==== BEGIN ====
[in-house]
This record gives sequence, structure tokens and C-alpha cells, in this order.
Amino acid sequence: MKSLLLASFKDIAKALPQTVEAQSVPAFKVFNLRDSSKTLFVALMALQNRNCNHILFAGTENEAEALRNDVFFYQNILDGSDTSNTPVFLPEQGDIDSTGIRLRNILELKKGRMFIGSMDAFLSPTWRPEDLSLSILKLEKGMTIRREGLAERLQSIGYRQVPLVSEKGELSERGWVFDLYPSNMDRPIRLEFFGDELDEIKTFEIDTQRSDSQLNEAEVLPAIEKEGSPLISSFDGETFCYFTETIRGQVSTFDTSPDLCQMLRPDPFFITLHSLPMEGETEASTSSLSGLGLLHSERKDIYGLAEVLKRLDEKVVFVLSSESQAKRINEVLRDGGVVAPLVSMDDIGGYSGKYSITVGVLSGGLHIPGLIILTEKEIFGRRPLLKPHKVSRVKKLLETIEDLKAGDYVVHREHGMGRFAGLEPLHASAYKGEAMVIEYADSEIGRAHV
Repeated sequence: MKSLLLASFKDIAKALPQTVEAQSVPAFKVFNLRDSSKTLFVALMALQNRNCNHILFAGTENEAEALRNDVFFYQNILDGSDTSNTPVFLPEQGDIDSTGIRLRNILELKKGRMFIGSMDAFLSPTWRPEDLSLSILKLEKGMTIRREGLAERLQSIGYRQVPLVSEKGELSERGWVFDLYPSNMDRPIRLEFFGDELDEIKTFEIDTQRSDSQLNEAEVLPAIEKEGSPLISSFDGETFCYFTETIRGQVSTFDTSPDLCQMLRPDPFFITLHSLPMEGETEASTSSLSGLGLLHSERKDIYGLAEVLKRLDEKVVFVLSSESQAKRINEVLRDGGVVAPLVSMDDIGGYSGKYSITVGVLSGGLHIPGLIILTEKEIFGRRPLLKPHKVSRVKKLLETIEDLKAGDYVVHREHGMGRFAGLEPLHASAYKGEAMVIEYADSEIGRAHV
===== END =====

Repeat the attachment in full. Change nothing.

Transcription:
[in-house]
This record gives sequence, structure tokens and C-alpha cells, in this order.
Amino acid sequence: MKSLLLASFKDIAKALPQTVEAQSVPAFKVFNLRDSSKTLFVALMALQNRNCNHILFAGTENEAEALRNDVFFYQNILDGSDTSNTPVFLPEQGDIDSTGIRLRNILELKKGRMFIGSMDAFLSPTWRPEDLSLSILKLEKGMTIRREGLAERLQSIGYRQVPLVSEKGELSERGWVFDLYPSNMDRPIRLEFFGDELDEIKTFEIDTQRSDSQLNEAEVLPAIEKEGSPLISSFDGETFCYFTETIRGQVSTFDTSPDLCQMLRPDPFFITLHSLPMEGETEASTSSLSGLGLLHSERKDIYGLAEVLKRLDEKVVFVLSSESQAKRINEVLRDGGVVAPLVSMDDIGGYSGKYSITVGVLSGGLHIPGLIILTEKEIFGRRPLLKPHKVSRVKKLLETIEDLKAGDYVVHREHGMGRFAGLEPLHASAYKGEAMVIEYADSEIGRAHV
Repeated sequence: MKSLLLASFKDIAKALPQTVEAQSVPAFKVFNLRDSSKTLFVALMALQNRNCNHILFAGTENEAEALRNDVFFYQNILDGSDTSNTPVFLPEQGDIDSTGIRLRNILELKKGRMFIGSMDAFLSPTWRPEDLSLSILKLEKGMTIRREGLAERLQSIGYRQVPLVSEKGELSERGWVFDLYPSNMDRPIRLEFFGDELDEIKTFEIDTQRSDSQLNEAEVLPAIEKEGSPLISSFDGETFCYFTETIRGQVSTFDTSPDLCQMLRPDPFFITLHSLPMEGETEASTSSLSGLGLLHSERKDIYGLAEVLKRLDEKVVFVLSSESQAKRINEVLRDGGVVAPLVSMDDIGGYSGKYSITVGVLSGGLHIPGLIILTEKEIFGRRPLLKPHKVSRVKKLLETIEDLKAGDYVVHREHGMGRFAGLEPLHASAYKGEAMVIEYADSEIGRAHV